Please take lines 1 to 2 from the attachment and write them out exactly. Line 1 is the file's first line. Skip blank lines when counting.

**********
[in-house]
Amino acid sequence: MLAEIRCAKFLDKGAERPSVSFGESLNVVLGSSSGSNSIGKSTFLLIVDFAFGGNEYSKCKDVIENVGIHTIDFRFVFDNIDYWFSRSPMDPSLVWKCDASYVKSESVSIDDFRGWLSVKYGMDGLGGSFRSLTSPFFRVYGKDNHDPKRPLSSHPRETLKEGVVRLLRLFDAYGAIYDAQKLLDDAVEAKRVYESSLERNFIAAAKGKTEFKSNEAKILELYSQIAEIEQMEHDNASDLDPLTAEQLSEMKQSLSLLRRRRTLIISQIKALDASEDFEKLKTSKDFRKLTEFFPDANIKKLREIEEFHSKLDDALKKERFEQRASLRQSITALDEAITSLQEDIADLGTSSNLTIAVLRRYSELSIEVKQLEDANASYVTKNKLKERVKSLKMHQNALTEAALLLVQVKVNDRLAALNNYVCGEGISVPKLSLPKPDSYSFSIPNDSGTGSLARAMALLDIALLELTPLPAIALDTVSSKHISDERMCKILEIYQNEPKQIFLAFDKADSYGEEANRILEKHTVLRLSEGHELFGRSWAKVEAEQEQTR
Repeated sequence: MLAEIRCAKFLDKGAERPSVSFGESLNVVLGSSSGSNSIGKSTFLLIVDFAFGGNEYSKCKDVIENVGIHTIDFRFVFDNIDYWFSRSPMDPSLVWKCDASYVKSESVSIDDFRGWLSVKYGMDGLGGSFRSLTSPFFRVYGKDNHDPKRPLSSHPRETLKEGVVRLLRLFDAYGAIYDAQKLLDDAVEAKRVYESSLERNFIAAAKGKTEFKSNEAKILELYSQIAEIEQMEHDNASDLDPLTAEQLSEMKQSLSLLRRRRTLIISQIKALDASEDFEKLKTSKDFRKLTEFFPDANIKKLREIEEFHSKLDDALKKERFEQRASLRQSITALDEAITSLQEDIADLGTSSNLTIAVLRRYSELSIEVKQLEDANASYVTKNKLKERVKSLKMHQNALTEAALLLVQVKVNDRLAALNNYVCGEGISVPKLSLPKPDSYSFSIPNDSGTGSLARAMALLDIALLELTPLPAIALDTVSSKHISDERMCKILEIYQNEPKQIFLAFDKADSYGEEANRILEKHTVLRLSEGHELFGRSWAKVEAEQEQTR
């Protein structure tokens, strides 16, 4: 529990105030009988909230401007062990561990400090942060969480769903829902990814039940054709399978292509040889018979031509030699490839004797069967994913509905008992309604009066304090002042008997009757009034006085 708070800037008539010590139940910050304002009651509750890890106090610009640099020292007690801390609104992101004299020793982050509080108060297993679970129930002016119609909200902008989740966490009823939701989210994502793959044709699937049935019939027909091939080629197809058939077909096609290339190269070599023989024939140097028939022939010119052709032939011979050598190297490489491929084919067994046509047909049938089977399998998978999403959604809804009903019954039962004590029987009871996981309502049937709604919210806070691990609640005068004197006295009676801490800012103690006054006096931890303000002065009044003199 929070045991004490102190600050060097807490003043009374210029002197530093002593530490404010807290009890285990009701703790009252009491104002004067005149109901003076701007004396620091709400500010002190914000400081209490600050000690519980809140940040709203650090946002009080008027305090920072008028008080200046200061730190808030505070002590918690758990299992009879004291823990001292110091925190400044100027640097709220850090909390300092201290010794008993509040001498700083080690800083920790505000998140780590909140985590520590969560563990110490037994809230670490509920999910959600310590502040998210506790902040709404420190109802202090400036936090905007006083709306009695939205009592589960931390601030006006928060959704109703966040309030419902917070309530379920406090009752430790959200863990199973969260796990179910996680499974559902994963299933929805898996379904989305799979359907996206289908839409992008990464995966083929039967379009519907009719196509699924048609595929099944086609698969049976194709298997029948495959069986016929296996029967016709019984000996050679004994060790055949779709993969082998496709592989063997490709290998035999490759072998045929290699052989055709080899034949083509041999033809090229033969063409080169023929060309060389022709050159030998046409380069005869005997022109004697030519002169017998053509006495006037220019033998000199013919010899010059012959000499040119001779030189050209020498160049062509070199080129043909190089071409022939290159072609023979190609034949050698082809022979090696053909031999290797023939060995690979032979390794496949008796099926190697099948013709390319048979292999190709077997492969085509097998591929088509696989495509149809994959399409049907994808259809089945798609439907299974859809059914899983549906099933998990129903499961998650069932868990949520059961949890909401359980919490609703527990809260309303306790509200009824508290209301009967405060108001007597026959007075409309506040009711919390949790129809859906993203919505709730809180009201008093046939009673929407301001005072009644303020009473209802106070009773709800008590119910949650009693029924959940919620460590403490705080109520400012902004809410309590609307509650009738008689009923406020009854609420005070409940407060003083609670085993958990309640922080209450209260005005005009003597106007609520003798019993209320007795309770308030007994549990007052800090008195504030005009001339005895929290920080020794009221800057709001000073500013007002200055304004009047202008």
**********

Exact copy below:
[in-house]
Amino acid sequence: MLAEIRCAKFLDKGAERPSVSFGESLNVVLGSSSGSNSIGKSTFLLIVDFAFGGNEYSKCKDVIENVGIHTIDFRFVFDNIDYWFSRSPMDPSLVWKCDASYVKSESVSIDDFRGWLSVKYGMDGLGGSFRSLTSPFFRVYGKDNHDPKRPLSSHPRETLKEGVVRLLRLFDAYGAIYDAQKLLDDAVEAKRVYESSLERNFIAAAKGKTEFKSNEAKILELYSQIAEIEQMEHDNASDLDPLTAEQLSEMKQSLSLLRRRRTLIISQIKALDASEDFEKLKTSKDFRKLTEFFPDANIKKLREIEEFHSKLDDALKKERFEQRASLRQSITALDEAITSLQEDIADLGTSSNLTIAVLRRYSELSIEVKQLEDANASYVTKNKLKERVKSLKMHQNALTEAALLLVQVKVNDRLAALNNYVCGEGISVPKLSLPKPDSYSFSIPNDSGTGSLARAMALLDIALLELTPLPAIALDTVSSKHISDERMCKILEIYQNEPKQIFLAFDKADSYGEEANRILEKHTVLRLSEGHELFGRSWAKVEAEQEQTR